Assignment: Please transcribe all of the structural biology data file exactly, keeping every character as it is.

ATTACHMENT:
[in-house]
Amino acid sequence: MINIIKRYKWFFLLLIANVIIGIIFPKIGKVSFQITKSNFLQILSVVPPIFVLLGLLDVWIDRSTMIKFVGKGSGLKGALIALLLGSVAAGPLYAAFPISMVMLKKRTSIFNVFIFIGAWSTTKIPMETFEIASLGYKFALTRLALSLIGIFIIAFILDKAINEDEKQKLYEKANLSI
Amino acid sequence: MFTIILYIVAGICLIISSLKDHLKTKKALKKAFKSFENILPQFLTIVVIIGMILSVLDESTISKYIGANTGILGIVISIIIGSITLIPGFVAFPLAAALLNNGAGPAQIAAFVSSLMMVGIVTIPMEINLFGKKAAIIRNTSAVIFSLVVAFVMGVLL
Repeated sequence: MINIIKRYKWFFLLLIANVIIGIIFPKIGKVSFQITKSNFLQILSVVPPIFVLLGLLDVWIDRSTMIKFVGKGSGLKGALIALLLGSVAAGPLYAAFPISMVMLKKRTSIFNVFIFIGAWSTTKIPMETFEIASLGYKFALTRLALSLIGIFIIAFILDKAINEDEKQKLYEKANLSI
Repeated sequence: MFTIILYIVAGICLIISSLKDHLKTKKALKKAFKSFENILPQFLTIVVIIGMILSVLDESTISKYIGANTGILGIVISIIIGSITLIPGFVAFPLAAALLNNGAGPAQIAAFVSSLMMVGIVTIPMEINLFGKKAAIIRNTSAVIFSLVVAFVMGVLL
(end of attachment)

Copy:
[in-house]
Amino acid sequence: MINIIKRYKWFFLLLIANVIIGIIFPKIGKVSFQITKSNFLQILSVVPPIFVLLGLLDVWIDRSTMIKFVGKGSGLKGALIALLLGSVAAGPLYAAFPISMVMLKKRTSIFNVFIFIGAWSTTKIPMETFEIASLGYKFALTRLALSLIGIFIIAFILDKAINEDEKQKLYEKANLSI
Amino acid sequence: MFTIILYIVAGICLIISSLKDHLKTKKALKKAFKSFENILPQFLTIVVIIGMILSVLDESTISKYIGANTGILGIVISIIIGSITLIPGFVAFPLAAALLNNGAGPAQIAAFVSSLMMVGIVTIPMEINLFGKKAAIIRNTSAVIFSLVVAFVMGVLL
Repeated sequence: MINIIKRYKWFFLLLIANVIIGIIFPKIGKVSFQITKSNFLQILSVVPPIFVLLGLLDVWIDRSTMIKFVGKGSGLKGALIALLLGSVAAGPLYAAFPISMVMLKKRTSIFNVFIFIGAWSTTKIPMETFEIASLGYKFALTRLALSLIGIFIIAFILDKAINEDEKQKLYEKANLSI
Repeated sequence: MFTIILYIVAGICLIISSLKDHLKTKKALKKAFKSFENILPQFLTIVVIIGMILSVLDESTISKYIGANTGILGIVISIIIGSITLIPGFVAFPLAAALLNNGAGPAQIAAFVSSLMMVGIVTIPMEINLFGKKAAIIRNTSAVIFSLVVAFVMGVLL